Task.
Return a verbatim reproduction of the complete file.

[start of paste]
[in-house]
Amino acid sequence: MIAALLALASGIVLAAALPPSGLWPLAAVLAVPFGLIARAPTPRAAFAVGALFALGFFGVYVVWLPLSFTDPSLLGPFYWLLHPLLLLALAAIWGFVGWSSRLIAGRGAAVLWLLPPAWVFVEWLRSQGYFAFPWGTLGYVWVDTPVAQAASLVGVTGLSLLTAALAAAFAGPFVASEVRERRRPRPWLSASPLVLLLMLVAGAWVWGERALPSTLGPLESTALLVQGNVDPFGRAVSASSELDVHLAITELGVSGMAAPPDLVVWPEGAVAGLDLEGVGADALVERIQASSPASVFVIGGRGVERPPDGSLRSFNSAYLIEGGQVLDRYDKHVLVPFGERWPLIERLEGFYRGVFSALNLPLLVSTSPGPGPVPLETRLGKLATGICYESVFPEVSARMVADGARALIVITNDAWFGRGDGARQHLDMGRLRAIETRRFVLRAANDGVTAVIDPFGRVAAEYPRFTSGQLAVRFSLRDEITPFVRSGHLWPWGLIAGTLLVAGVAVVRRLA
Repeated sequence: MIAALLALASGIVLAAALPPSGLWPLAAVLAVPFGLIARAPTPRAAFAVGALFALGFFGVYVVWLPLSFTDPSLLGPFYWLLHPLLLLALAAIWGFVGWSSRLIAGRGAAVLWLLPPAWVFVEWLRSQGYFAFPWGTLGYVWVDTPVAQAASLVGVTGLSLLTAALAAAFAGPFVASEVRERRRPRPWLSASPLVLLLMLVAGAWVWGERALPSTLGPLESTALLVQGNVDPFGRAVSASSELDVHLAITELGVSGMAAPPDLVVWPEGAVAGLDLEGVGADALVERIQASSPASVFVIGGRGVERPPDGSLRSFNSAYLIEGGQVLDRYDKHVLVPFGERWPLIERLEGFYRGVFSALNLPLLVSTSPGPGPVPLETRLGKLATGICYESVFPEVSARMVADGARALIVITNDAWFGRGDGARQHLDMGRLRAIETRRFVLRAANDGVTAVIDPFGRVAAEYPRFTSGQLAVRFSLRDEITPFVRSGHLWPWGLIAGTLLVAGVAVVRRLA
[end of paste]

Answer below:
[in-house]
Amino acid sequence: MIAALLALASGIVLAAALPPSGLWPLAAVLAVPFGLIARAPTPRAAFAVGALFALGFFGVYVVWLPLSFTDPSLLGPFYWLLHPLLLLALAAIWGFVGWSSRLIAGRGAAVLWLLPPAWVFVEWLRSQGYFAFPWGTLGYVWVDTPVAQAASLVGVTGLSLLTAALAAAFAGPFVASEVRERRRPRPWLSASPLVLLLMLVAGAWVWGERALPSTLGPLESTALLVQGNVDPFGRAVSASSELDVHLAITELGVSGMAAPPDLVVWPEGAVAGLDLEGVGADALVERIQASSPASVFVIGGRGVERPPDGSLRSFNSAYLIEGGQVLDRYDKHVLVPFGERWPLIERLEGFYRGVFSALNLPLLVSTSPGPGPVPLETRLGKLATGICYESVFPEVSARMVADGARALIVITNDAWFGRGDGARQHLDMGRLRAIETRRFVLRAANDGVTAVIDPFGRVAAEYPRFTSGQLAVRFSLRDEITPFVRSGHLWPWGLIAGTLLVAGVAVVRRLA
Repeated sequence: MIAALLALASGIVLAAALPPSGLWPLAAVLAVPFGLIARAPTPRAAFAVGALFALGFFGVYVVWLPLSFTDPSLLGPFYWLLHPLLLLALAAIWGFVGWSSRLIAGRGAAVLWLLPPAWVFVEWLRSQGYFAFPWGTLGYVWVDTPVAQAASLVGVTGLSLLTAALAAAFAGPFVASEVRERRRPRPWLSASPLVLLLMLVAGAWVWGERALPSTLGPLESTALLVQGNVDPFGRAVSASSELDVHLAITELGVSGMAAPPDLVVWPEGAVAGLDLEGVGADALVERIQASSPASVFVIGGRGVERPPDGSLRSFNSAYLIEGGQVLDRYDKHVLVPFGERWPLIERLEGFYRGVFSALNLPLLVSTSPGPGPVPLETRLGKLATGICYESVFPEVSARMVADGARALIVITNDAWFGRGDGARQHLDMGRLRAIETRRFVLRAANDGVTAVIDPFGRVAAEYPRFTSGQLAVRFSLRDEITPFVRSGHLWPWGLIAGTLLVAGVAVVRRLA